The Walden Effect: Homesteading Year 5. Farming, simple living, permaculture, and invention.

Homestead Blog


Homesteading Tags

Recent Comments

Blog Archive

User Pages


About Us

Submission guidelines


Feeding oilseed radishes to goats

Protecting strawberry plants

Oilseed radishes for goatsI've written a lot already about how much our goats love oat leaves. Always a softy, I've taken to tethering our girls in the garden for half an hour or an hour every afternoon to fill them to bursting, during which time I mostly monitor them (but also cover any strawberry plants with a bit of plastic trellis material for an added layer of protection). But as our oat stores dwindle, I decided to try our goats on another winter cover crop --- oilseed radishes.

Actually, I'd experimented with this offering before, including some oilseed beds into various enclosures while letting the goats eat the honeysuckle off the side of the barn. Interestingly, our girls seemed totally uninterested in what were then beautiful green leaves...until we had a killing frost. I suspect the oilseed radishes changed at that point, perhaps the way carrots and kale both get sweeter after a frost. Guesswork aside, the only thing I know definitively is that our girls ate the oilseed radish plants to the ground from that point on.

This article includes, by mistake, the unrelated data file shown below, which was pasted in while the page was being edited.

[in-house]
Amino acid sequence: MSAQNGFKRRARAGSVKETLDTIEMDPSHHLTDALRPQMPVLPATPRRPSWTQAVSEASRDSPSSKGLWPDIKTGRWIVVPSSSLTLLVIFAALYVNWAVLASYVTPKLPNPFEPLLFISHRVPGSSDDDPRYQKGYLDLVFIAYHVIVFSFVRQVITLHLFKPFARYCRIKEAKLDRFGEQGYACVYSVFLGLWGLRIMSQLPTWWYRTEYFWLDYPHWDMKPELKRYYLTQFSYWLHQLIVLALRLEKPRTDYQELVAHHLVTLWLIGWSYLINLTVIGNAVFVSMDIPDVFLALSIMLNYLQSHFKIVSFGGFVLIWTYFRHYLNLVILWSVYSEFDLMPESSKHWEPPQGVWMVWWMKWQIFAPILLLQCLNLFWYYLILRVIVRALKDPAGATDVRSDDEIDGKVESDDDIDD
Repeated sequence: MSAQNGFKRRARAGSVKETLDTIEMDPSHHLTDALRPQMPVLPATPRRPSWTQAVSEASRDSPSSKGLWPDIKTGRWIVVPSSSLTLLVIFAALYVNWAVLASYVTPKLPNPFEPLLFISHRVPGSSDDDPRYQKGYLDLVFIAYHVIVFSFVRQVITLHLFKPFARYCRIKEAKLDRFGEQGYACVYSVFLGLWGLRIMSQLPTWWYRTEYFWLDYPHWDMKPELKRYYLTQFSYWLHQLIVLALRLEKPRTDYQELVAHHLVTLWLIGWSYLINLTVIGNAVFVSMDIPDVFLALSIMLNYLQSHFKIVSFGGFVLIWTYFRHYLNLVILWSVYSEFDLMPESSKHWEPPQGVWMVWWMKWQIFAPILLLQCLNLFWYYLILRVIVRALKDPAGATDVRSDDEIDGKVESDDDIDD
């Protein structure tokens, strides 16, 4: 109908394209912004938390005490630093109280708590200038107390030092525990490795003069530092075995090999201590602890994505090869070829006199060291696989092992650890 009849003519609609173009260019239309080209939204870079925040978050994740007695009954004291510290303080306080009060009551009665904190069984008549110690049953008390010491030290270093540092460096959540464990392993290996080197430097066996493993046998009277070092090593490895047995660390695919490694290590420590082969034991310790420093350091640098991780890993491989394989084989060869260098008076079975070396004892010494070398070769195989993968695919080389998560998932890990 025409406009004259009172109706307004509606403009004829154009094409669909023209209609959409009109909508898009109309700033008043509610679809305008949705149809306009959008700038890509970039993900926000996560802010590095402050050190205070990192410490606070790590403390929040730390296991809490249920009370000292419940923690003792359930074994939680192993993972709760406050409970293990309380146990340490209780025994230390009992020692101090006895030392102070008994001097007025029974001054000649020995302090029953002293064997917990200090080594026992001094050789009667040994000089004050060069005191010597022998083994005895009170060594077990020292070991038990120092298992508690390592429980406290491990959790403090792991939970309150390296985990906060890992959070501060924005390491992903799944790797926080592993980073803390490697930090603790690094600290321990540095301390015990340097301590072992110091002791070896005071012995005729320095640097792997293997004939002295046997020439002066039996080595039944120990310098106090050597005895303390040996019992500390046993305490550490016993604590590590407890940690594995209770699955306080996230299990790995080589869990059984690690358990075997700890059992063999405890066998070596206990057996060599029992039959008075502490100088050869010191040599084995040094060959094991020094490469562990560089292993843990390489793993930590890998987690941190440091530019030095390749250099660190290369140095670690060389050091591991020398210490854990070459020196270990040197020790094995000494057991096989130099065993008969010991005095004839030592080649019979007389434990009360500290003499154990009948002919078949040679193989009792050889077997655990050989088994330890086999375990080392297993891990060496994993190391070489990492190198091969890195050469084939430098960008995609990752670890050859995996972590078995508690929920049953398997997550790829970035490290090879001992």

Milking stand

Since determining that our goats do enjoy frost-bitten oilseed radishes, I've pulled up a few plants for them now and then when no radishes are within their enclosures. But my offerings were often abandoned, presumably because it's a lot harder for a goat to break off bite-size pieces when a plant isn't anchored firmly in the ground.

So, Friday, I decided to chop up the roots and see if that made the radishes more palatable.
Did it ever! Artemesia got sick of radishes before too long, but Abigail ate about three big plants' worth.

The photo above shows me starting to train Abigail to her milking stand, the tray of which was full of radish roots plus a little bit of corn. Our doe still doesn't always get on the stand immediately, but she
did jump up one day without me even asking because she wanted to look in the trough for food. As with most things, I think training Abigail to the milking stand will come easy --- goats are definitely the smartest livestock we've so far had on our farm. (Which means we have to be ultra-careful not to let them learn bad habits!)

Want to be notified when new comments are posted on this page? Click on the RSS button after you add a comment to subscribe to the comment feed, or simply check the box beside "email replies to me" while writing your comment.

One very unique homestead, $1,500 per acre, the opportunity of a lifetime